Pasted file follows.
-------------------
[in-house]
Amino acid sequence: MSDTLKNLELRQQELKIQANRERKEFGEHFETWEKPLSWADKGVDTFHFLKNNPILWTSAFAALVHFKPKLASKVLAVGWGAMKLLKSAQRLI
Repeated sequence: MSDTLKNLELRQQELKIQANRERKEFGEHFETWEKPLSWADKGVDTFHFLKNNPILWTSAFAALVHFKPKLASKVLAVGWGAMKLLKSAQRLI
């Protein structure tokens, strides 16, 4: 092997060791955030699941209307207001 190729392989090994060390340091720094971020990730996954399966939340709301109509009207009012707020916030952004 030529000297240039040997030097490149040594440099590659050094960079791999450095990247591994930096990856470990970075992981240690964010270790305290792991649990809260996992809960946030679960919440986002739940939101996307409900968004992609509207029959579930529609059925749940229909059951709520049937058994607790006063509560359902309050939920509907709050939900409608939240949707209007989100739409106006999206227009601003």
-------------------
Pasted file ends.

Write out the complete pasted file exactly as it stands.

[in-house]
Amino acid sequence: MSDTLKNLELRQQELKIQANRERKEFGEHFETWEKPLSWADKGVDTFHFLKNNPILWTSAFAALVHFKPKLASKVLAVGWGAMKLLKSAQRLI
Repeated sequence: MSDTLKNLELRQQELKIQANRERKEFGEHFETWEKPLSWADKGVDTFHFLKNNPILWTSAFAALVHFKPKLASKVLAVGWGAMKLLKSAQRLI
């Protein structure tokens, strides 16, 4: 092997060791955030699941209307207001 190729392989090994060390340091720094971020990730996954399966939340709301109509009207009012707020916030952004 030529000297240039040997030097490149040594440099590659050094960079791999450095990247591994930096990856470990970075992981240690964010270790305290792991649990809260996992809960946030679960919440986002739940939101996307409900968004992609509207029959579930529609059925749940229909059951709520049937058994607790006063509560359902309050939920509907709050939900409608939240949707209007989100739409106006999206227009601003």